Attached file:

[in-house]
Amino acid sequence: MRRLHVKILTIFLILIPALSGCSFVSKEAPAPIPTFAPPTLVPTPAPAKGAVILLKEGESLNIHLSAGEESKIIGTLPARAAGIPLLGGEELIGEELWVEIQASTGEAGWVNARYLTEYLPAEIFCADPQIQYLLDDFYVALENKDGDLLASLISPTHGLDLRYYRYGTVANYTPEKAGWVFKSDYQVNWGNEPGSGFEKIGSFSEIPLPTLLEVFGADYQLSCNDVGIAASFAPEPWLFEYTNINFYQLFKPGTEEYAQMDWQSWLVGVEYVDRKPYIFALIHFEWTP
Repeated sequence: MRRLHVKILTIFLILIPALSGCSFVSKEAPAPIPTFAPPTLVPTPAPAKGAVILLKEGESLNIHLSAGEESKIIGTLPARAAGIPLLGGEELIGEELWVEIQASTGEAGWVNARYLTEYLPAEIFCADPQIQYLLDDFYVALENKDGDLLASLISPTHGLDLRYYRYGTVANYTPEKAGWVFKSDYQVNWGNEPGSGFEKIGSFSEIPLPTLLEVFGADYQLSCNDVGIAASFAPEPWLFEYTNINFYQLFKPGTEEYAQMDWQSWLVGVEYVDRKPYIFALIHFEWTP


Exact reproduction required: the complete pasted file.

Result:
[in-house]
Amino acid sequence: MRRLHVKILTIFLILIPALSGCSFVSKEAPAPIPTFAPPTLVPTPAPAKGAVILLKEGESLNIHLSAGEESKIIGTLPARAAGIPLLGGEELIGEELWVEIQASTGEAGWVNARYLTEYLPAEIFCADPQIQYLLDDFYVALENKDGDLLASLISPTHGLDLRYYRYGTVANYTPEKAGWVFKSDYQVNWGNEPGSGFEKIGSFSEIPLPTLLEVFGADYQLSCNDVGIAASFAPEPWLFEYTNINFYQLFKPGTEEYAQMDWQSWLVGVEYVDRKPYIFALIHFEWTP
Repeated sequence: MRRLHVKILTIFLILIPALSGCSFVSKEAPAPIPTFAPPTLVPTPAPAKGAVILLKEGESLNIHLSAGEESKIIGTLPARAAGIPLLGGEELIGEELWVEIQASTGEAGWVNARYLTEYLPAEIFCADPQIQYLLDDFYVALENKDGDLLASLISPTHGLDLRYYRYGTVANYTPEKAGWVFKSDYQVNWGNEPGSGFEKIGSFSEIPLPTLLEVFGADYQLSCNDVGIAASFAPEPWLFEYTNINFYQLFKPGTEEYAQMDWQSWLVGVEYVDRKPYIFALIHFEWTP